left and leaving
The two of them sat on the driveway staring off into the distance. It looked exhausting.
“This driveway is attached to every road in the country. Like veins in a body. Cells and blood vessels. We could literally get in the car and go anywhere we wanted” said one of them.
“Which is?” said the other.
“Which is what?”
I’m going to break in here before you lose interest and fast forward a bit. When you make dimwits the focus of a story you run the risk of just this type of rocky start.
“If you could go anywhere, where would you go?” inquired the first.
“Who says I’d go anywhere?” answered the other. Proving staying put can be exhausting for everyone involved.
Trust me… I believe this story will go somewhere so please hang in here. The interesting thing is how you picture these two. I didn’t say their sex or race or where they are having this conversation. The two people pictured in your head are there with almost no prompting and I’ll bet that if you would have started this story yesterday or even an hour in the future that these two would be significantly different. Changing faces that are always there.
“Within a few hours of driving we could do something charitable or something terrible” said the first.
“Yeah. That’s crazy” said the other, then continued “This driveway leads to a road and that road leads to every other road out there. The possibilities. The endless possibilities. We could drive somewhere that leads to us getting rich or raped and murdered.” They both took that thought in with equal parts awe and trepidation.
I insinuated they could drive so I eliminated the fact that these two might be animals having a chat and I referred to them as ‘dimwits’ so I bet that your own biases came rushing out to the forefront when picturing them. I’ll let it go if you do. Wrestle with these prejudices on your own time.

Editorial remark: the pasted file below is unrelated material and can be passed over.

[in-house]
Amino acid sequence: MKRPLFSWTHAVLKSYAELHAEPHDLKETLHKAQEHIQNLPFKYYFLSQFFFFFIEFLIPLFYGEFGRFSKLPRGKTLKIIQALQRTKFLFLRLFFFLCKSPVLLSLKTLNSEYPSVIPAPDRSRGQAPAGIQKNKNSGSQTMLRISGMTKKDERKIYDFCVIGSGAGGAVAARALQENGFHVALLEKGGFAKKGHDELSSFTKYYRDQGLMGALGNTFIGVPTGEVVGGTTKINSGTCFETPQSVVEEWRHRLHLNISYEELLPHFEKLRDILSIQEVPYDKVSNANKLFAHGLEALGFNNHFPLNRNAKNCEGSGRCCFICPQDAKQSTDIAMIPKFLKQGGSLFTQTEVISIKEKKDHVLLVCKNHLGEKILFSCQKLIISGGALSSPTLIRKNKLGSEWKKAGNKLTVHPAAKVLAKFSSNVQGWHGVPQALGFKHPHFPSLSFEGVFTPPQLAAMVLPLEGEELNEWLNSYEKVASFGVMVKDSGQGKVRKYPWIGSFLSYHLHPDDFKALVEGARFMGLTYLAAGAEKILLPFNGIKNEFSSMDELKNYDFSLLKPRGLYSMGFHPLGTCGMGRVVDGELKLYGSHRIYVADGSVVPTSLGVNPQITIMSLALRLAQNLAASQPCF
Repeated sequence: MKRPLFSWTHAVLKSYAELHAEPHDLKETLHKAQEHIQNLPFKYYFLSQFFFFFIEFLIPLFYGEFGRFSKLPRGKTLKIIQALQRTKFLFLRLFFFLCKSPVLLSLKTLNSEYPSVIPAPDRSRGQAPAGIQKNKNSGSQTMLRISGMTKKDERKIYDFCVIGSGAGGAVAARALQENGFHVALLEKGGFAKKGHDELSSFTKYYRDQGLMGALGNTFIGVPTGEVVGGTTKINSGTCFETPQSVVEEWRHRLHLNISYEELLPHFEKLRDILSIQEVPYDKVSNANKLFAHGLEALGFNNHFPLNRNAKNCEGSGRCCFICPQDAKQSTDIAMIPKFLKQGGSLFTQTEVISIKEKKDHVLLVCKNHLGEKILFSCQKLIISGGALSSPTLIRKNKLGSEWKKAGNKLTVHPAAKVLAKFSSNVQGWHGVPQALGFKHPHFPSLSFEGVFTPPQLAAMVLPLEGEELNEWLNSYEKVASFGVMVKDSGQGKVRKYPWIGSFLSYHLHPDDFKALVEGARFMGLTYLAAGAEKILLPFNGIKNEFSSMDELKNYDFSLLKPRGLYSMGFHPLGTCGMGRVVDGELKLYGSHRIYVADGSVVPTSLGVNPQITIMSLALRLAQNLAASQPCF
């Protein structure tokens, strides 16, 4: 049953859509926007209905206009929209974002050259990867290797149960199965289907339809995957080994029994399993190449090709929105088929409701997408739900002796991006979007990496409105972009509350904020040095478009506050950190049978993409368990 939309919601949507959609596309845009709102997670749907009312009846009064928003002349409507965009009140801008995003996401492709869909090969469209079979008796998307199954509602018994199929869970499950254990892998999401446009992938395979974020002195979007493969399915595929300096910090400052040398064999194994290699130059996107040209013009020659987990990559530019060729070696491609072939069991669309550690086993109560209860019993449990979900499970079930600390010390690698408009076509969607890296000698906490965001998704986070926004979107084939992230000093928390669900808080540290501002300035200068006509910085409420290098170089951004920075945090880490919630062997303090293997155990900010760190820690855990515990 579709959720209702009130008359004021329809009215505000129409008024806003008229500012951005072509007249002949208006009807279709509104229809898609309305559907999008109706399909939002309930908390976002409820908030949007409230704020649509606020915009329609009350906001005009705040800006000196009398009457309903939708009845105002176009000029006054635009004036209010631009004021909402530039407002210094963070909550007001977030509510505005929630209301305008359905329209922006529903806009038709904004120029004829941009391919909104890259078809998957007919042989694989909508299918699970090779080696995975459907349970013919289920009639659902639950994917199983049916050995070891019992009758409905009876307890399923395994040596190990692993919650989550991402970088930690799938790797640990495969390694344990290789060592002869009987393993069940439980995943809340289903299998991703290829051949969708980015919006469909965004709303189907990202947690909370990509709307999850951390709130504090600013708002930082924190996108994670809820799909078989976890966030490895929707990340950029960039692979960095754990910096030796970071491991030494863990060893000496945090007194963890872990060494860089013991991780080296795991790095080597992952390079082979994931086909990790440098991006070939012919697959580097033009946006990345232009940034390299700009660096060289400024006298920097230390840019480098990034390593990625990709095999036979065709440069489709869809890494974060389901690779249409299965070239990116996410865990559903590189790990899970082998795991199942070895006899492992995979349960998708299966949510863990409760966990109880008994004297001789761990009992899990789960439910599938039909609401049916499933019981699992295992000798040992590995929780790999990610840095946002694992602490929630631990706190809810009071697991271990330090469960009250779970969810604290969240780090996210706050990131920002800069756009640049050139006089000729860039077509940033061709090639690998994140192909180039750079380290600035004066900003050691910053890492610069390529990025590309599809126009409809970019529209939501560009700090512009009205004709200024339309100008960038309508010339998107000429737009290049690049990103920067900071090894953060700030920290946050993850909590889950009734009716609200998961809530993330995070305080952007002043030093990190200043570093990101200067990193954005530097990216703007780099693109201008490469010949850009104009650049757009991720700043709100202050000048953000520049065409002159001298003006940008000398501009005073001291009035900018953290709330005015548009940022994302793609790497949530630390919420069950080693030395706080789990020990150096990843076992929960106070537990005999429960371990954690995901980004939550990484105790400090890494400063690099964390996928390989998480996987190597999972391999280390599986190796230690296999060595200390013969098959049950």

“Makes you want to hop in the car and just head out doesn’t it?” said the one.
“Sometimes. Sometimes it makes me just want to sit here and picture all the possible outcomes of such a journey. Getting there might be half the fun but what’s the other half? That’s what I’d aim to find out.”
The interesting thing remains how you picture these two. I didn’t mention their sex or race or where they are having this conversation but here they sit in your head and by now you’ve even filled in where they are sitting with quirky details that surprise you when you stop to take a longer look. Details that you might not have even meant to include but there they are nonetheless. Maybe that’s why you enjoy reading. Maybe you’re asking yourself a lot of the same questions they are and you resent me calling them dimwits.
“So what song would be on the radio as you headed out on your quest?” asked the one.
“I don’t know. A good driving song probably” answered the other.
I would suggest what the other would consider a good driving song but that could completely change them in your head and you could never get them back unscathed. Even inquiring what makes a good driving song could have people, both real and fictional, arguing for another thousand words. Throw in another five hundred debating how you can tell real from fictional and two hundred more asking if it makes a difference.
The other went on to ask the one “Why? What song would be playing for you?”
“That’s easy. I have a favorite driving song. It makes me drive faster and clutch the wheel and roll down the window and throw my head around like a moron.”
Spoiler alert: I’m going to name the song and therefore probably change the scene you’ve created in your head because there is a song that makes you want to drive faster and clutch the wheel and roll down the window and throw your head around like a moron and this more than likely isn’t it but every story falls somewhere between getting rich or raped and murdered so I suppose you have to take the crunchy with the smooth and endure the run-on sentences that transport you to every possible destination along the way.
“The song is called Aside by The Weakerthans” said the one. To show a requisite amount of enthusiasm an imaginary wheel was grabbed, a head was thrown around and the following lyrics were belted out;
And I’m leaning on this broken fence
Between past and present tense
And I’m losing all those stupid games
That I swore I’d never play
But it almost feels okay
I must admit, I now regret calling them dimwits. A dumb premise suddenly becomes a bit poignant. Funny where some roads lead you.
Thanks for sitting shotgun for awhile.